“Rustic Ratatouille Tart for the January Dark” (Gluten Free)

J’adore ratatouille!

food on fifth

rustic ratatouille tart

“The days are short, The sun a spark Hung thin between The dark and dark. (Poem by John Updike, “January”)

January has been a month of extreme cold & many sunless days. It has been a month of long days for me on photo shoots..arising before dawn and returning home way after dark. It has been a month to test the hearty, tire out the tireless and make us all yearn for lighter times.

In January I crave homey foods such as rich hot soups, winter greens salads with crusty homemade croutons, roasted vegetables of any kind topped with crumbly cheeses.  Comfort foods that are easy to make but complex in flavor…dishes that I can whip up from whatever is in the pantry & refrigerator at any given time…dinners that require no grocery runs or long lists of ingredients.

Ratatouille Tart

This gluten-free “Rustic Ratatouille Tart”  is one such dish…

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Automation and the London tube strike

Interesting take on work and automation.

The more accurate guide to the future

I was invited on the BBC’s Radio 4 Today Programme to discuss automation this morning, but on Radio 4, studio audio quality is a higher priority than content quality, while quality of life for me is a higher priority than radio exposure, and going into Ipswich greatly reduces my quality of life. We amicably agreed they should find someone else.

There will be more automation in the future. On one hand, if we could totally automate every single job right now, all the same work would be done, so the world would still have the same overall wealth, but then we’d all be idle so our newly free time could be used to improve quality of life, or lie on beaches enjoying ourselves. The problem with that isn’t the automation itself, it is mainly the deciding what else to do with our time and establishing a fair means of distributing…

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Passive-Agressive Driving Zone – Driver Beware

In our fair city, we tend to frequent the stores in a part of town where you see a sign like this one. My wife and I are encouraged to look out for other drivers along the way who may be driving too fast or recklessly to make a turn. However, as I am quick to point out, I am more concerned with the passive-agressive drivers who wait until they have been provoked by the agressive driver and then start to make poor choices in their driving. Those drivers may not be as safe or smart as the agressive driver and are more likely to cause an accident in my view.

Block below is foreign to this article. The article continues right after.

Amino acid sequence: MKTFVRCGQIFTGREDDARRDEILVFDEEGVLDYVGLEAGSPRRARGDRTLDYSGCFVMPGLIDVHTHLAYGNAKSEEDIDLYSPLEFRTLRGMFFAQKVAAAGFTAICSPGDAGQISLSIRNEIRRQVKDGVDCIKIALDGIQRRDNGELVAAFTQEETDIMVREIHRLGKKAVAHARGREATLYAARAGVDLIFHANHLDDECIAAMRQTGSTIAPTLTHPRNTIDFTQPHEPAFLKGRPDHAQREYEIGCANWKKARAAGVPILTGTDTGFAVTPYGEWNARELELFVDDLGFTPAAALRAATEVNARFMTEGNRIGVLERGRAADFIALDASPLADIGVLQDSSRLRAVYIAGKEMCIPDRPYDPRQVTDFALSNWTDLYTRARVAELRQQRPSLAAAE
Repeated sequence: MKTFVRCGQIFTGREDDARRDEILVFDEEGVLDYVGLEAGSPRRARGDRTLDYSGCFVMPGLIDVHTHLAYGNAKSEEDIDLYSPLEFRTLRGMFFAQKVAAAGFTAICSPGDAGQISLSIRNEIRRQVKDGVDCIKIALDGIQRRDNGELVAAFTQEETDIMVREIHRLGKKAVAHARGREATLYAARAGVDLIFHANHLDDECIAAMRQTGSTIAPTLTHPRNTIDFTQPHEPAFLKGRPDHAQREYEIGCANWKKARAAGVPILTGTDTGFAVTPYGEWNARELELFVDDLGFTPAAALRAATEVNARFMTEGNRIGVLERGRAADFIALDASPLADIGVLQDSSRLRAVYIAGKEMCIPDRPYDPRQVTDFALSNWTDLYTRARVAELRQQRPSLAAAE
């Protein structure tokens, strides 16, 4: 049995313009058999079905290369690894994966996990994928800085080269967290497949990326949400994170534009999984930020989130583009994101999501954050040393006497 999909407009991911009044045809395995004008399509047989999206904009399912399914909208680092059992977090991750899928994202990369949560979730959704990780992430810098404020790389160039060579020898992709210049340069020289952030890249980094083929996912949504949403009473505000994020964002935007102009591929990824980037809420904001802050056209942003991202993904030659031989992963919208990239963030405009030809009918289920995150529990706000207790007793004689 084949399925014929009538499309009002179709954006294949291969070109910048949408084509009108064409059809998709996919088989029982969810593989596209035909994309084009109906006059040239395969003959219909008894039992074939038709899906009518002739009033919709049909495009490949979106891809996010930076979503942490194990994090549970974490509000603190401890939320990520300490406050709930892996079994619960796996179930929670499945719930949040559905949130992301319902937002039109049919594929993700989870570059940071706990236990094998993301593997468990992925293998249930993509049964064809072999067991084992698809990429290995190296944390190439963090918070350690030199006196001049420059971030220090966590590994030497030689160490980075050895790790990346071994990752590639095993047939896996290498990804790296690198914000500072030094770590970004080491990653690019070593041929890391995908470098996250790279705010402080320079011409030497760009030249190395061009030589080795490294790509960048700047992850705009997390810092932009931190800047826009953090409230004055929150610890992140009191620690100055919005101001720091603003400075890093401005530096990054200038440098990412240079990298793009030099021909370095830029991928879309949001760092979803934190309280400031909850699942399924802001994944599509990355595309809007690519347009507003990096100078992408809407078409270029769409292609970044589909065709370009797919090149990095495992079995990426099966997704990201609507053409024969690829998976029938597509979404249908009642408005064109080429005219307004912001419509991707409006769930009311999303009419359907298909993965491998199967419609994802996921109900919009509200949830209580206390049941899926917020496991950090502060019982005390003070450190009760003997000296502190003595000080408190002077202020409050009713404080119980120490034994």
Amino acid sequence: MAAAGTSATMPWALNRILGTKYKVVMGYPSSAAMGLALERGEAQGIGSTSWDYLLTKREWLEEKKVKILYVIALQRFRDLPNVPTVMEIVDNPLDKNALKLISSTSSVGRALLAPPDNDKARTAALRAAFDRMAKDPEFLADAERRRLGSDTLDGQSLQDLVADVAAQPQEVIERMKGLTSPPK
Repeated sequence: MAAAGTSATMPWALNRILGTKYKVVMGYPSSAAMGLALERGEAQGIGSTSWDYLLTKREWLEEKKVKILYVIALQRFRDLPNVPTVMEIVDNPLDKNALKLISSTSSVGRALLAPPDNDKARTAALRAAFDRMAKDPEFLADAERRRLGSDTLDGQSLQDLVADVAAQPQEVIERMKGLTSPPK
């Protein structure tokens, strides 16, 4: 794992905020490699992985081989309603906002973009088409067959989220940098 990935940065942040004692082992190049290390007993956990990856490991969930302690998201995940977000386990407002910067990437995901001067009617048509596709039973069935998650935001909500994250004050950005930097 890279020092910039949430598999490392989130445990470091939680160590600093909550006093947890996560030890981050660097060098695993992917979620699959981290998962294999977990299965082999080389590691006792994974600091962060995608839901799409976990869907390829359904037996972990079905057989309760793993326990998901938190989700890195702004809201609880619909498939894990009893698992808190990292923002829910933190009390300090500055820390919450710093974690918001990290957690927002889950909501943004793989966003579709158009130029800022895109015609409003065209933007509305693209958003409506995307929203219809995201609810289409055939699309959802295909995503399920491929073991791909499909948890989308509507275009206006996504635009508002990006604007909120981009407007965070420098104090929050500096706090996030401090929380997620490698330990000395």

Now picture your life and the people who make your life difficult. Whether it is a bad habit that gets on your nerves or an effort to mess you up from accomplishing a goal or completing a task, these people and their issues create difficult days for each of us. As a project manager, I am not a manager of any one person. I am responsible for different things to take place by leading others to do their job. Therefore, I cannot do anything resulting in official sanction in and of myself. However, in communicating the issues early and often, I can prevent a situation through standard escalation processes (going to a manager, human resources person, etc). Within my project work, my skill may allow me to proceed more “aggressively”. However, if I wait until things get really tough and I react poorly, I am like the passive-aggressive person who decides to cut off another person in a car. I am more likely to cause more damage than trying to adjust early and often to bad drivers.

As you consider your relationships both at work and home, I would strongly urge the following measures to improve relationships and maximize success even in the worst circumstances…

1) Communicate issues early and often. Don’t wait until you are ready to ask for someone to be fired or a heated conversation at Christmas to address problems.

2) Communicate about issues and feelings. Though the two are a little odd for the business world, perception is just as important in some cases as the real issues. In other words, talk with your “offender” about what issues are causing the problem, how it affects you, and what it communicates to you beyond the words.